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Re: Oscilloscopes to stay away from? (spec: Tek 2337 question)
« Reply #32 on: January 13, 2017, 06:03:29 am »
Well I seen alot of Tek scopes on here..but not ONE mention of my Tek 2431L,,,,,Is this some kind of a weird scope, in between a 2430..?????

You're right, it's not very common.

It was a cost reduced version of the 2432A.
 

Offline rstofer

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Re: Oscilloscopes to stay away from? (spec: Tek 2337 question)
« Reply #33 on: January 13, 2017, 06:48:48 am »
Most of my FPGA projects run at 50 MHz or so.  To see a decent square wave, I need at least 250 MHz to show the 5th harmonic and that's kind of a minimum if you want to see something resembling square.  The 7th and 9th really help but the 9th requires a 450 MHz bandwidth.

i bought a used Tek 485 about 12 years ago for about $200;.  I got lucky and the scope still works well.  I bought a Rigol DS1054Z for the measurement and decode features (plus 4 channels).  But when the image requires bandwidth, the 485 is the scope to use.

If my FPGA projects get up to 100 MHz or higherk I don't have enough bandwidth, even with the 485.
 

Offline tggzzz

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Re: Oscilloscopes to stay away from? (spec: Tek 2337 question)
« Reply #34 on: January 13, 2017, 08:43:00 am »
As a beginners CRO with 20MHz BW you won't go far wrong with one of the following:

They won't go right with such a tool. They are only suitable for audio and mechatronics applications. They are useless for digital circuits built using any technology since the mid-70s!

When you have a problem with digital circuits there are three things you need to check:
  • signal integrity: are the edges monotonic, are there overshoots/undershoots, is there ground bounce. The period is irrelevant. 100MHz is just about adequate for original TTL; modern TTL requires >=300MHz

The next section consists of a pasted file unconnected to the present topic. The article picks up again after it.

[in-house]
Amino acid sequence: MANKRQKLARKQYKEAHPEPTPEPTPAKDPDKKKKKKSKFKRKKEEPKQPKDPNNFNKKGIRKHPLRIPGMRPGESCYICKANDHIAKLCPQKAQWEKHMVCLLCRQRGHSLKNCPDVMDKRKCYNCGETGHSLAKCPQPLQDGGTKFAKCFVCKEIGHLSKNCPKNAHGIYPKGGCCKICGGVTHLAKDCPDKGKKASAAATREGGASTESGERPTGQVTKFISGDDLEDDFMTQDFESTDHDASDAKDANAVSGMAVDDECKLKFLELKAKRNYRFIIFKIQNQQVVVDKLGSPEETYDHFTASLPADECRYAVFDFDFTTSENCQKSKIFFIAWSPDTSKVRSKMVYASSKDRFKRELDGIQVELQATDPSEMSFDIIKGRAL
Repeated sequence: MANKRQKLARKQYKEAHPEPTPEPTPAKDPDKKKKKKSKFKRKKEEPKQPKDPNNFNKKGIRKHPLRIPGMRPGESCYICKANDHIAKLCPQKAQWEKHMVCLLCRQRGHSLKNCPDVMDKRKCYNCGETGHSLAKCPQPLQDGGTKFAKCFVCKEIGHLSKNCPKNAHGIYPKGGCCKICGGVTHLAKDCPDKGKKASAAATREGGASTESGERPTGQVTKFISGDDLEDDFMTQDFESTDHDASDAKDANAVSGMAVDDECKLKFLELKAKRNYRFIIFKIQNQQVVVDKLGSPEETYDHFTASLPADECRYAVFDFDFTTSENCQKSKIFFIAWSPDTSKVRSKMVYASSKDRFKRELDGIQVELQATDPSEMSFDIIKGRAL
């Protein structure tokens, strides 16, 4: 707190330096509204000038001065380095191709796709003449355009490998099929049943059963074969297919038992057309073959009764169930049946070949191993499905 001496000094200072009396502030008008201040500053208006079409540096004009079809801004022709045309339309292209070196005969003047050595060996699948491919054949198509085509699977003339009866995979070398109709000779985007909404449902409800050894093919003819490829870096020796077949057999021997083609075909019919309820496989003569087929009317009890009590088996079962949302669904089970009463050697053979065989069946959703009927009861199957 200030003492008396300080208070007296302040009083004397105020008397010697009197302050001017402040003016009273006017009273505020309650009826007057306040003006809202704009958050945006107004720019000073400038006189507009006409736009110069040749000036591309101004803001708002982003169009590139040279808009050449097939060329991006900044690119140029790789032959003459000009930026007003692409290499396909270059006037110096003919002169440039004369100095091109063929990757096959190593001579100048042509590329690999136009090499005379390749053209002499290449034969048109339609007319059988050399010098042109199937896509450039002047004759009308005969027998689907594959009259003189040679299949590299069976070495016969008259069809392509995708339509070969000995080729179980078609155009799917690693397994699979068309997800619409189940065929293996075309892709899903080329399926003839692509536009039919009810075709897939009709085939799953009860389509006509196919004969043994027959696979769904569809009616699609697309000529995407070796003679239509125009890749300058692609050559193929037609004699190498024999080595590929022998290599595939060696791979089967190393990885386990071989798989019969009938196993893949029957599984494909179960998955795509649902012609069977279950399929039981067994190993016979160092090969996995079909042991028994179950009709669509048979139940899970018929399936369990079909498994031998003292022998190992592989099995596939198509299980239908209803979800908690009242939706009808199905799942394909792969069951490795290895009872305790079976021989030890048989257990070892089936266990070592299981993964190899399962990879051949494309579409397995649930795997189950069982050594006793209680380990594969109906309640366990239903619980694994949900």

• runt pulses: especially near reset inputs and in asynchronous circuits. 100MHz is just about about adequate to spot 5ns runt pulses
  • setup/hold violations: a common source of problems. Look at the Tsu and Th spec of any logic family!

And a scope is the wrong tool for RF applications, other than seeing if a signal is present. RF requires sensitivity and linearity; scopes fail both of those.
There are lies, damned lies, statistics - and ADC/DAC specs.
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Offline tggzzz

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Re: Oscilloscopes to stay away from? (spec: Tek 2337 question)
« Reply #35 on: January 13, 2017, 08:47:25 am »
i bought a used Tek 485 about 12 years ago for about $200;.  I got lucky and the scope still works well.  I bought a Rigol DS1054Z for the measurement and decode features (plus 4 channels).  But when the image requires bandwidth, the 485 is the scope to use.

Good choices :)

The 485 is fairly easy to repair; I've done two. In one a custom IC was faulty, but a little understanding allowed me to repair it with external resistors :) The only penalty was that the risetime was ~1.25ns rather than 0.9ns.
There are lies, damned lies, statistics - and ADC/DAC specs.
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Offline rstofer

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Re: Oscilloscopes to stay away from? (spec: Tek 2337 question)
« Reply #36 on: January 13, 2017, 05:01:06 pm »
i bought a used Tek 485 about 12 years ago for about $200;.  I got lucky and the scope still works well.  I bought a Rigol DS1054Z for the measurement and decode features (plus 4 channels).  But when the image requires bandwidth, the 485 is the scope to use.

Good choices :)

The 485 is fairly easy to repair; I've done two. In one a custom IC was faulty, but a little understanding allowed me to repair it with external resistors :) The only penalty was that the risetime was ~1.25ns rather than 0.9ns.

Let's see, 12 years, $200 so about $17 per year.  I think I got my money's worth!

If it breaks, it goes to Electronic Waste Disposal.  I'll just buy another.  Maybe a 485, maybe something with a bunch more bandwidth.  I clearly won't get another 12 years out of a scope (just turned 71) but something will work out.

485's are all over eBay for prices between $200 and about $650 for a unit that is refurbished and calibrated.  Maybe do a little dollar cost averaging to make the numbers look better.  One $200 scope plus one $600 scope over 12 years plus, perhaps, 5 years so $800 over 17 years or around $50 per year ($4 per month).  That makes sense!  Can I cook the books, or what?